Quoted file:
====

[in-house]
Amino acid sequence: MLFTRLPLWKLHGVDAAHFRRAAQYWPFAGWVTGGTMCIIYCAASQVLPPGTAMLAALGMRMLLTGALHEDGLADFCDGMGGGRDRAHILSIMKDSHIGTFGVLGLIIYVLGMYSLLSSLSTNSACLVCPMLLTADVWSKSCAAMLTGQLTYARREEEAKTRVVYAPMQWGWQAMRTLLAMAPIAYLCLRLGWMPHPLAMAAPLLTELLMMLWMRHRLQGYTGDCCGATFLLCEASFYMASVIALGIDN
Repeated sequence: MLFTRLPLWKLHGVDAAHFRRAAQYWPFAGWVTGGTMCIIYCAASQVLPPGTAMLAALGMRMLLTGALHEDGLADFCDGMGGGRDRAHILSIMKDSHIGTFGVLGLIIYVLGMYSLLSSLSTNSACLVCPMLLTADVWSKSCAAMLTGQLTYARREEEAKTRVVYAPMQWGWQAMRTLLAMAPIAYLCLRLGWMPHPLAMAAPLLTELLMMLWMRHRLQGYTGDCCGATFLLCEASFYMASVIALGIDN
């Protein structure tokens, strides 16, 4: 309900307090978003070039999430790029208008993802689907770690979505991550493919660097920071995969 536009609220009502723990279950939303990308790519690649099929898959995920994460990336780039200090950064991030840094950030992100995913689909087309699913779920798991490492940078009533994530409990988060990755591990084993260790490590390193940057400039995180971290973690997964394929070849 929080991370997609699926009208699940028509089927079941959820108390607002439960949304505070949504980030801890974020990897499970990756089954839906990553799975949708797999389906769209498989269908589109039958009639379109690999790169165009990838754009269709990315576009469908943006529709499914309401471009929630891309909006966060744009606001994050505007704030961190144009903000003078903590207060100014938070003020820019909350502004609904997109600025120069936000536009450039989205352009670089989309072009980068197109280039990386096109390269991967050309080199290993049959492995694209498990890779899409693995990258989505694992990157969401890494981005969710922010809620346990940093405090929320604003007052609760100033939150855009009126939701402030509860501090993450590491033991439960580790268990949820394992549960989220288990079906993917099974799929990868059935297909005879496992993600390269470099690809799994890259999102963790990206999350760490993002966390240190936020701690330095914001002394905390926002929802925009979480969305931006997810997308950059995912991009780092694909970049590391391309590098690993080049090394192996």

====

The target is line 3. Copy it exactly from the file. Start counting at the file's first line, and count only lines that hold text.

Repeated sequence: MLFTRLPLWKLHGVDAAHFRRAAQYWPFAGWVTGGTMCIIYCAASQVLPPGTAMLAALGMRMLLTGALHEDGLADFCDGMGGGRDRAHILSIMKDSHIGTFGVLGLIIYVLGMYSLLSSLSTNSACLVCPMLLTADVWSKSCAAMLTGQLTYARREEEAKTRVVYAPMQWGWQAMRTLLAMAPIAYLCLRLGWMPHPLAMAAPLLTELLMMLWMRHRLQGYTGDCCGATFLLCEASFYMASVIALGIDN